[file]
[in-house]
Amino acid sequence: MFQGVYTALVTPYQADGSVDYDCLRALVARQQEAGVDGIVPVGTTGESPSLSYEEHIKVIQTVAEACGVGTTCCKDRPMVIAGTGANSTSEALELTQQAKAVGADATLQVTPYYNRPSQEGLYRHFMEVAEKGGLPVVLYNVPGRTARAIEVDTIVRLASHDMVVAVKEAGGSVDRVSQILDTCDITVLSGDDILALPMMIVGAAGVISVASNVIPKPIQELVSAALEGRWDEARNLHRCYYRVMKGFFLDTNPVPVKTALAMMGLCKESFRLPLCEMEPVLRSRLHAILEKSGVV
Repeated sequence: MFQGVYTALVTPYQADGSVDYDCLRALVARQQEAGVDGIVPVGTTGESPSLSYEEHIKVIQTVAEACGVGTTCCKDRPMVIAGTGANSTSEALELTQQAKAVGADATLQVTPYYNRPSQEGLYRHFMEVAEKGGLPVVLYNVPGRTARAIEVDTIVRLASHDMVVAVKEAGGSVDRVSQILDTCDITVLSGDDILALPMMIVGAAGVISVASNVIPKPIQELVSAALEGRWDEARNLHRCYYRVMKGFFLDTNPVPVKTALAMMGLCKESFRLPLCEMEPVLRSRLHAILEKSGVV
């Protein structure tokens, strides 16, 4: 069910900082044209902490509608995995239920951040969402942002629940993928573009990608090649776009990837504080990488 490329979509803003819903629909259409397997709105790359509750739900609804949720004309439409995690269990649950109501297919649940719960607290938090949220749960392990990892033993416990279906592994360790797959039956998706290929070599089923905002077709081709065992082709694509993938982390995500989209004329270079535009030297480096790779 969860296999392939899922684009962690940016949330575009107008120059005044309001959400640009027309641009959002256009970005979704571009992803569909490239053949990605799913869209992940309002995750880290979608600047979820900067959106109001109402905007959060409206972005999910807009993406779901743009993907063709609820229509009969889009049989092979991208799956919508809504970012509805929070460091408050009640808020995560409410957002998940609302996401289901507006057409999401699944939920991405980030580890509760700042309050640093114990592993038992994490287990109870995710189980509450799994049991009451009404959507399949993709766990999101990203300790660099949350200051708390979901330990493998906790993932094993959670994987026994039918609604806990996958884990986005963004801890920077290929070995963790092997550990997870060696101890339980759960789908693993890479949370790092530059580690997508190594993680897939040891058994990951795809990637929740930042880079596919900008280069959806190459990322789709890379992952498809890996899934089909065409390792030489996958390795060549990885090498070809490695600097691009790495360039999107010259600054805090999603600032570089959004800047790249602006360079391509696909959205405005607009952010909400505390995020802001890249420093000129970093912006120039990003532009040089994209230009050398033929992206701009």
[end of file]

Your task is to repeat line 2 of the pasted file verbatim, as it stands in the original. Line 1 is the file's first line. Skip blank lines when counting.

Amino acid sequence: MFQGVYTALVTPYQADGSVDYDCLRALVARQQEAGVDGIVPVGTTGESPSLSYEEHIKVIQTVAEACGVGTTCCKDRPMVIAGTGANSTSEALELTQQAKAVGADATLQVTPYYNRPSQEGLYRHFMEVAEKGGLPVVLYNVPGRTARAIEVDTIVRLASHDMVVAVKEAGGSVDRVSQILDTCDITVLSGDDILALPMMIVGAAGVISVASNVIPKPIQELVSAALEGRWDEARNLHRCYYRVMKGFFLDTNPVPVKTALAMMGLCKESFRLPLCEMEPVLRSRLHAILEKSGVV